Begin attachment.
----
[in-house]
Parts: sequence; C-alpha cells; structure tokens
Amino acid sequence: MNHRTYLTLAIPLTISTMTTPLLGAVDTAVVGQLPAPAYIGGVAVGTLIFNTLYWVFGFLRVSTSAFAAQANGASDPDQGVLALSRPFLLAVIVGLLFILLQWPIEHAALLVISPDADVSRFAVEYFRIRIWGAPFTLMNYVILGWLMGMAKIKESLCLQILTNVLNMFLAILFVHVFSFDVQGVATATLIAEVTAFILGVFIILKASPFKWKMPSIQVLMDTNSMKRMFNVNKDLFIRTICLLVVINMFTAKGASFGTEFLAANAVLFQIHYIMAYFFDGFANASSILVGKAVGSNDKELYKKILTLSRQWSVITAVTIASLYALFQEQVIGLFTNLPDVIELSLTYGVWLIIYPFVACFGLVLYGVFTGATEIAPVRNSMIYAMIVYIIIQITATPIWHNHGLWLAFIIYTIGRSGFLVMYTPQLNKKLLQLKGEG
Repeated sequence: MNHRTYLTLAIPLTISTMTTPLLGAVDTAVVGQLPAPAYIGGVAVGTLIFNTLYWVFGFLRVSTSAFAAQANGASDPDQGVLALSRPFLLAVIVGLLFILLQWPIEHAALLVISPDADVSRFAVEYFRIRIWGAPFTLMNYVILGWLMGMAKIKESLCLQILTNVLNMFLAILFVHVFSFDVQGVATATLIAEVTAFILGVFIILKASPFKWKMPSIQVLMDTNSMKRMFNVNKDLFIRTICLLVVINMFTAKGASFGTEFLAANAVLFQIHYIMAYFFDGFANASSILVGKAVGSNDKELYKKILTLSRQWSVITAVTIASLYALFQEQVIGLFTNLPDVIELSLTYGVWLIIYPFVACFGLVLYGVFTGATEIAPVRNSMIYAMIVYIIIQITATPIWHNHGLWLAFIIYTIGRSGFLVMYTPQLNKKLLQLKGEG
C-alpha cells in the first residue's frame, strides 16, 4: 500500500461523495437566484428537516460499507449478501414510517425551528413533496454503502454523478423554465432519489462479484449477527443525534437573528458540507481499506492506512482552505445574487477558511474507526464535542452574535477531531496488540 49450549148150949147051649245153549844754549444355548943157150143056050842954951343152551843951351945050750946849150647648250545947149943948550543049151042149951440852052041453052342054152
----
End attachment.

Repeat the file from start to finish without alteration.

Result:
[in-house]
Parts: sequence; C-alpha cells; structure tokens
Amino acid sequence: MNHRTYLTLAIPLTISTMTTPLLGAVDTAVVGQLPAPAYIGGVAVGTLIFNTLYWVFGFLRVSTSAFAAQANGASDPDQGVLALSRPFLLAVIVGLLFILLQWPIEHAALLVISPDADVSRFAVEYFRIRIWGAPFTLMNYVILGWLMGMAKIKESLCLQILTNVLNMFLAILFVHVFSFDVQGVATATLIAEVTAFILGVFIILKASPFKWKMPSIQVLMDTNSMKRMFNVNKDLFIRTICLLVVINMFTAKGASFGTEFLAANAVLFQIHYIMAYFFDGFANASSILVGKAVGSNDKELYKKILTLSRQWSVITAVTIASLYALFQEQVIGLFTNLPDVIELSLTYGVWLIIYPFVACFGLVLYGVFTGATEIAPVRNSMIYAMIVYIIIQITATPIWHNHGLWLAFIIYTIGRSGFLVMYTPQLNKKLLQLKGEG
Repeated sequence: MNHRTYLTLAIPLTISTMTTPLLGAVDTAVVGQLPAPAYIGGVAVGTLIFNTLYWVFGFLRVSTSAFAAQANGASDPDQGVLALSRPFLLAVIVGLLFILLQWPIEHAALLVISPDADVSRFAVEYFRIRIWGAPFTLMNYVILGWLMGMAKIKESLCLQILTNVLNMFLAILFVHVFSFDVQGVATATLIAEVTAFILGVFIILKASPFKWKMPSIQVLMDTNSMKRMFNVNKDLFIRTICLLVVINMFTAKGASFGTEFLAANAVLFQIHYIMAYFFDGFANASSILVGKAVGSNDKELYKKILTLSRQWSVITAVTIASLYALFQEQVIGLFTNLPDVIELSLTYGVWLIIYPFVACFGLVLYGVFTGATEIAPVRNSMIYAMIVYIIIQITATPIWHNHGLWLAFIIYTIGRSGFLVMYTPQLNKKLLQLKGEG
C-alpha cells in the first residue's frame, strides 16, 4: 500500500461523495437566484428537516460499507449478501414510517425551528413533496454503502454523478423554465432519489462479484449477527443525534437573528458540507481499506492506512482552505445574487477558511474507526464535542452574535477531531496488540 49450549148150949147051649245153549844754549444355548943157150143056050842954951343152551843951351945050750946849150647648250545947149943948550543049151042149951440852052041453052342054152